## Section: Application Domains

### Signal analysis and processing

Applications of sequential learning in the field of signal processing are also very numerous. A signal is naturally sequential as it flows. It usually comes from the recording of the output of sensors but the recording of any sequence of numbers may be considered as a signal like the stock-exchange rates evolution with respect to time and/or place, the number of consumers at a mall entrance or the number of connections to a web site. Signal processing has several objectives: predict , estimate, remove noise, characterize or classify. The signal is often considered as sequential: we want to predict, estimate or classify a value (or a feature) at time $t$ knowing the past values of the parameter of interest or past values of data related to this parameter.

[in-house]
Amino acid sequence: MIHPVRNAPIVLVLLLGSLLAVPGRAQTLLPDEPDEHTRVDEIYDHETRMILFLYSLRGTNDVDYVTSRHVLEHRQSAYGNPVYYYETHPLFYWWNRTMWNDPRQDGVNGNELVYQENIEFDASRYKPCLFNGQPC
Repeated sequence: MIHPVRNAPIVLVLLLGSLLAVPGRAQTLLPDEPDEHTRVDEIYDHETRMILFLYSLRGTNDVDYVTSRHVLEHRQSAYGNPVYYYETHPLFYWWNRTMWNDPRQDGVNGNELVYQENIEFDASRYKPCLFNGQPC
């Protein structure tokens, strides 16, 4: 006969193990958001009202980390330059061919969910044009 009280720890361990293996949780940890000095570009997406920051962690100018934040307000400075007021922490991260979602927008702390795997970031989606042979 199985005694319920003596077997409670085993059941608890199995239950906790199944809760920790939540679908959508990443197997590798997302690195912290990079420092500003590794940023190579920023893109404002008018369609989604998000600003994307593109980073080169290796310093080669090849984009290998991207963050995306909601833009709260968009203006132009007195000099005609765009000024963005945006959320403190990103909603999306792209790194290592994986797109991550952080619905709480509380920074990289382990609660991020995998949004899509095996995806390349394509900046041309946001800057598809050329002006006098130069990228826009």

Signals may be processed in several ways. One of the best way is the time-frequency analysis in which the frequencies of each signal are analyzed with respect to time. This concept has been generalized to the time-scale analysis obtained by a wavelet transform. Both analysis are based on the projection of the original signal onto a well-chosen function basis. Signal processing is also closely related to the probability field as the uncertainty inherent to many signals leads to consider them as stochastic processes: the Bayesian framework is actually one of the main frameworks within which signals are processed for many purposes. However, there exists alternatives like belief functions. Belief functions were introduced by Demspter few decades ago and have been successfully used in the few past years in fields where probability had, during many years, no alternatives like in classification. Belief functions can be viewed as a generalization of probabilities which can capture both imprecision and uncertainty. Belief functions are also closely related to data fusion where once more they can be considered as a serious alternative to probabilities.